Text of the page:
Behavioral economics and your travel program

| August 3, 2019

article image
To change behaviors businesses need to first identify and understand the key problems or challenges travelers face. Then these insights into traveler friction can be used to tweak travel programs to achieve better compliance and engagement – and to reduce the human cost of frequent travel.

Spotlight

Icelandic Mountain Guides

In 1994, four passionate mountaineers and environmental advocates took a leap by starting an outdoor adventure company. Their creation of the glacier walk in Iceland revolutionized the outdoor adventure industry in the country.

OTHER ARTICLES

How a travel club can better connect brands to their users

Article | February 19, 2020

As the number of travelers rises year after year, the number of members enrolled for travel-based rewards programs continues to rise along with it: According to one survey, about 56% of travelers were a part of one or more hotel loyalty programs, while 54% belonged to at least one airline loyalty program. What can brands take from this data? That travel can be leveraged as a way to strengthen loyalty among members with the right set of benefits, added value and perceived value of a personal connection to the brand.

Read More

How Security, Privacy, and Trust Can Help Travel Brands Offer a More Human Experience

Article | February 19, 2020

To deliver the richer, more fulfilling experiences that travelers crave, travel brands depend on a growing cache of customer data. More data can mean more opportunities to deliver an elevated human experience, personalized to each traveler’s needs and wants. But many brands are opaque about just what data they are collecting, and customers often don’t have any way to know how it may be used, how well it is secured, and what, if any, control they have over their personal information. Hence, the trust that travelers place in the industry is at risk, which ultimately could impact their travel choices.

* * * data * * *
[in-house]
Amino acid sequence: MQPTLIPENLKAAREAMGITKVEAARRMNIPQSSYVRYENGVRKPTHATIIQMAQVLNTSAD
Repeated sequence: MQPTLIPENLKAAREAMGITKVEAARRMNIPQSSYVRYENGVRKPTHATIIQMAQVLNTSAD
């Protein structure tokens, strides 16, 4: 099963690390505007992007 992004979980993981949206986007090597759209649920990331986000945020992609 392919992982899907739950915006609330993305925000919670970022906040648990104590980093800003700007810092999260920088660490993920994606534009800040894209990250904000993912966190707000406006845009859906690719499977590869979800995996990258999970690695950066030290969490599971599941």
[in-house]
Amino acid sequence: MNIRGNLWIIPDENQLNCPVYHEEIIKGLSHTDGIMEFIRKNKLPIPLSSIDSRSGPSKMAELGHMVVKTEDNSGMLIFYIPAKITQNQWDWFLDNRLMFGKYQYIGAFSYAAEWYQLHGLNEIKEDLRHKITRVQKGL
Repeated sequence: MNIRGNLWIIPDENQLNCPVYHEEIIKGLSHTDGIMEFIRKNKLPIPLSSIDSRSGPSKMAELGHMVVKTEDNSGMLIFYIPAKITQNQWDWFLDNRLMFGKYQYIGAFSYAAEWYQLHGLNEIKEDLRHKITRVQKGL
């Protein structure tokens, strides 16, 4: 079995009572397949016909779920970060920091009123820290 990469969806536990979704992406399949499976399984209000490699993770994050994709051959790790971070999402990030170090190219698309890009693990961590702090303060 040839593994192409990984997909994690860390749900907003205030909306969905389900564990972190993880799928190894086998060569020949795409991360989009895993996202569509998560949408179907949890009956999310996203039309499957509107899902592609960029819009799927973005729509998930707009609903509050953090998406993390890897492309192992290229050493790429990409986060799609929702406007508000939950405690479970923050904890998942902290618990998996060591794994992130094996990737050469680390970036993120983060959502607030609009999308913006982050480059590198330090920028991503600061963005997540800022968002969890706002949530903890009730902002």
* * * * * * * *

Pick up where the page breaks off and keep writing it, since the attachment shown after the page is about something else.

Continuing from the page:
Read More

How will travel loyalty programs respond to coronavirus?

Article | February 19, 2020

During Q4 2019 I had multiple conversations with companies from the hospitality, retail and banking sectors that were either launching or redefining their loyalty programs. In all cases, companies were looking to provide greater value to their members and to stand out from the crowd of meaningless programs. As we all know, things have changed, and plans have been by more urgent matters.There is, however, a tremendous opportunity right now for loyalty programs to step up during the ongoing coronavirus crisis and show why being a member makes a difference.

Read More

How blockchain is reinventing travel loyalty programs for both brands and consumers

Article | February 19, 2020

According to the latest Bond Brand Loyalty Report, memberships across industries continue to rise and now average 14.8 per person. But - considering total global spend on loyalty programs is estimated to be $323 billion in 2019 – a more critical statistic is: on average people are active in less than half (6.7) of the programs they belong too. More often than not, loyalty programs do not drive loyal behavior. The travel sector has some of the lowest satisfaction rates, according to Bond’s survey of 55,000 consumers in more than 20 markets around the world. Only 37% of hotel loyalty members and 38% of car rental members say they are satisfied with their programs; airlines, meanwhile, fare slightly better at 42%.

Read More

Spotlight

Icelandic Mountain Guides

In 1994, four passionate mountaineers and environmental advocates took a leap by starting an outdoor adventure company. Their creation of the glacier walk in Iceland revolutionized the outdoor adventure industry in the country.

Events